My main goal was to find ways to facilitate the distribution of fresh produce all over the city of Tacoma and whatever surrounding areas we could. We started operating officially under the name Food Is Free Tacoma, and we were off and growing!
I didn’t personally have the resources to support the growth of Food Is Free Tacoma, so we we had to start finding volunteers and funding. We needed to get the word out and build local community support. We knew people were going to support Food Is Free once they learned about it – the viral video proved that. That’s a very different thing than doing the hard work to introduce ourselves to an entire city and earn their trust. We rely on our local network of volunteers and donors to make sure we can get the work done.
Meanwhile, we were working on finding additional food to distribute beyond what we were able to produce in our streetside gardens.
We applied and were accepted into the Pierce County Conservation District Farm Foundations Training and Incubator, and joined the Pierce County Gleaning Project as well. This gave us lots of fruits and vegetables for the table, so I kept sharing.
Gleaning is the act of collecting leftover crops from farmers’ fields after they have been commercially harvested, or on fields where it is not economically profitable to harvest.
I rented a booth at the South Sound Sustainability Expo at the Tacoma Convention Center. It was the first time Food is Free Tacoma was represented at a place other than Tacoma Urban Farm.
My next idea was to build gardens and sharing tables around town. I applied for the Small Sustainable grant from the City of Tacoma. I was approved for the grant that year, but I never got it. We built our first garden in Hilltop during a driving March rainstorm. Food is Free had it’s first satellite location. We built 10 gardens that season with salvaged wood and a very generous donation. The next season COVID hit. I was approved for the Small Sustainable grant again and this season I had insurance and a fiscal sponsor, Cornerstone 253. The grant was to build 20 sites but because of the pandemic I had to build them myself without volunteers. I finished by June so when food rescue arrived, we were ready. Ursula had come on full time and we took the bull by the horns. We started with a truckload of onions and potatoes. 20,000 lbs. We started getting potatoes and onions every week on Tuesdays. We were doing giveaways in front of the Farm with 100s of cars coming to these events. In September we were offered USDA Farm to Family food boxes from City Serve, a California company.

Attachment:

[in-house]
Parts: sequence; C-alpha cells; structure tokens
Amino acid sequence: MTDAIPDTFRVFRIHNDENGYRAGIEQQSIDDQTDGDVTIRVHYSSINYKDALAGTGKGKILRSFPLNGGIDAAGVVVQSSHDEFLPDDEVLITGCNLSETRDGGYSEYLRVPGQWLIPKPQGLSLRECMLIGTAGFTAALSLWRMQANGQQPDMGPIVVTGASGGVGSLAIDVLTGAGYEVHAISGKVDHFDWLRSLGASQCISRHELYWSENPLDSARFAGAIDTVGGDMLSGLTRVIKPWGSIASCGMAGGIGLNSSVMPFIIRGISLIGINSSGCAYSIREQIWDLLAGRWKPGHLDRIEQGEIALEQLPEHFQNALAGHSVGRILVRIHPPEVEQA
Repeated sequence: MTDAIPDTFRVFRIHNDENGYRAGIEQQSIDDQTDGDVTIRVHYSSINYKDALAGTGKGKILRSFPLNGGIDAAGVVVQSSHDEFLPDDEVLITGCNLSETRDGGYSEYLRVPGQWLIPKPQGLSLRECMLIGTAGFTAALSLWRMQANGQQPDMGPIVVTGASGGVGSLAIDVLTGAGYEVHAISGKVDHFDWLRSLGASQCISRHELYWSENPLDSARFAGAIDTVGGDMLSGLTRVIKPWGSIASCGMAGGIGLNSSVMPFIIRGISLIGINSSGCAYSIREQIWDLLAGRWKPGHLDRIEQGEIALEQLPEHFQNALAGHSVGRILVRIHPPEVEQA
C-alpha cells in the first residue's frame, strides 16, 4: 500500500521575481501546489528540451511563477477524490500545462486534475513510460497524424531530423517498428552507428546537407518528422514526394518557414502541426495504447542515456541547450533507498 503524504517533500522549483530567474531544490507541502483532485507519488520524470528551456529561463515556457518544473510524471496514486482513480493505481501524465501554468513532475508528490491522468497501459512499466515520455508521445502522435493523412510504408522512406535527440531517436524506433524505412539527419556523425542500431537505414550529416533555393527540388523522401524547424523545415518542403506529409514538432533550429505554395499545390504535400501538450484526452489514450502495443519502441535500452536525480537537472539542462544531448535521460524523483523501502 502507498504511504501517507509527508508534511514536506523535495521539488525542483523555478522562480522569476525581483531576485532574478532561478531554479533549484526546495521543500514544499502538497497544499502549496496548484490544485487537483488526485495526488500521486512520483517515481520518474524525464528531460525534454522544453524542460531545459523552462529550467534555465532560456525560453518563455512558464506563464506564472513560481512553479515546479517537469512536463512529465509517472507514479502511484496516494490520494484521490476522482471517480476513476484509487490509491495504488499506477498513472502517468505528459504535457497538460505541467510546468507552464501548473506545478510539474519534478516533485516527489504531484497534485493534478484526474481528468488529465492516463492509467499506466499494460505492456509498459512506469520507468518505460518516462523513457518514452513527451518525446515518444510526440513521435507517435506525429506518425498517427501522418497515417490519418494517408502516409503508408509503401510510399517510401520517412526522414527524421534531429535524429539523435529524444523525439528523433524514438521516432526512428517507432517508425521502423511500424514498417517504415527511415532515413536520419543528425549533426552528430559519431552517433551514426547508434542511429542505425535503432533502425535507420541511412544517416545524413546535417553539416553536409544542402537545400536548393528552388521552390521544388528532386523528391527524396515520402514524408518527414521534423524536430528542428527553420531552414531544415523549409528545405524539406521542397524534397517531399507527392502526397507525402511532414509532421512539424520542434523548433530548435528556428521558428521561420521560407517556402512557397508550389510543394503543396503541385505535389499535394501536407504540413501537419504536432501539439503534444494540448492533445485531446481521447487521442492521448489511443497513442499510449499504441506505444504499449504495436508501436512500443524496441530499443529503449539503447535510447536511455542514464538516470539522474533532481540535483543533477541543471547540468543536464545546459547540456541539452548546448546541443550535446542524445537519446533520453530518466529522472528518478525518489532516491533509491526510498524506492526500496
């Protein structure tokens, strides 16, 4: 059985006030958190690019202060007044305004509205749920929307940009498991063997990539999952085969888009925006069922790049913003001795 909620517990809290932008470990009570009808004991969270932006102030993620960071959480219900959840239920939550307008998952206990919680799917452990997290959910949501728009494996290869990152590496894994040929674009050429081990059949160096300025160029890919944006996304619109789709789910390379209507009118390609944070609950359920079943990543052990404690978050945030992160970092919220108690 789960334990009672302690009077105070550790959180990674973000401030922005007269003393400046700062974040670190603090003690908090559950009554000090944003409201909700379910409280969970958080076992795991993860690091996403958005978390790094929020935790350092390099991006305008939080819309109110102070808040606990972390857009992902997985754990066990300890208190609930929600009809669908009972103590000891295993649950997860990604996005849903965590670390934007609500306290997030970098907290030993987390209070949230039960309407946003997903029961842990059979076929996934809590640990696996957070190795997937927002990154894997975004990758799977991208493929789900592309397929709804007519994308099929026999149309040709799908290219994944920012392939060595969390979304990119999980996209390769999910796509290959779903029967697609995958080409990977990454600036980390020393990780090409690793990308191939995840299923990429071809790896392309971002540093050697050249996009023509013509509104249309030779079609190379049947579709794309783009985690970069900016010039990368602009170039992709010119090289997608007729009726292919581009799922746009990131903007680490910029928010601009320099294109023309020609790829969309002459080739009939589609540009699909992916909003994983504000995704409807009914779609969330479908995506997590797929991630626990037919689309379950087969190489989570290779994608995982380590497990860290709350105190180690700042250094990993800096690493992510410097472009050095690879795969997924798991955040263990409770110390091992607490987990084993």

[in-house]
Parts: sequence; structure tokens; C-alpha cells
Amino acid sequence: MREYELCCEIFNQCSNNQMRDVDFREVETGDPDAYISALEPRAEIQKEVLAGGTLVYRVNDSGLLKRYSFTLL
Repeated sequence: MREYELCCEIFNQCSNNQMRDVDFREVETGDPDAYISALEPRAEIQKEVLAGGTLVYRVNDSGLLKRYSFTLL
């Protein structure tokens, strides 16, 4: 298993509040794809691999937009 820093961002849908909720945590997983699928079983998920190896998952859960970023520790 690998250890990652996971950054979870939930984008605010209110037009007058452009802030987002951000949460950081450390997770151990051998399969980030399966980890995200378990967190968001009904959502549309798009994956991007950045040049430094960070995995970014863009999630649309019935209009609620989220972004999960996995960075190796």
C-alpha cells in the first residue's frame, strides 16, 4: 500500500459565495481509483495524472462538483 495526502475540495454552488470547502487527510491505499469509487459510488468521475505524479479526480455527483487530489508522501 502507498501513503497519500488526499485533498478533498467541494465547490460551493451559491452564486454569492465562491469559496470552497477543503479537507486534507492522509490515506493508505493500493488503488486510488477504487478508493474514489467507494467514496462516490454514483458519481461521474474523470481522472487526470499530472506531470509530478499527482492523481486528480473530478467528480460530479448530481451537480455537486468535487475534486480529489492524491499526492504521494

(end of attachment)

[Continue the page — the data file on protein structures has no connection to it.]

We started out giving away 1050 food boxes twice a week at the farm. This drew in 1000s of cars a week in the neighborhood.
We started working on food rescue with Emergency Food Network in December of 2020.
From January to May of 2021, we distributed 750 Farm to Family food boxes from Cascade Produce every week. By the time we finished in May we had given away an average of 50 tons of food each week – over 1000 tons in under six months.
In May of 2021, we received our official 501(c)(3) non-profit status for Food Is Free Washington. This makes it possible to receive and process grants and incoming financial support.
Food Is Free Tacoma gleaned and distributed 5 tons of fruit during the summer of 2021 – enough to feed 1825 people for a day.
In late 2021, we received a Community Challenge Grant from AARP – this allowed us to build 40 more streetside gardens.
“I am thrilled that Food is Free is being recognized with this well-deserved AARP grant,” said Tacoma Councilwoman Lillian Hunter. “David Thompson is an outstanding, service-focused, and passionate resident that embodies the values of Tacoma and his organization helps feed residents of all ages across the community. Kudos to David and his team for fostering this project and helping Tacoma be an age-friendly city.”
In late 2021, the Tacoma North Rotary Club awarded us a grant to build the ten bed Triple Earl Garden in South Tacoma. Construction on this garden will start in early 2022.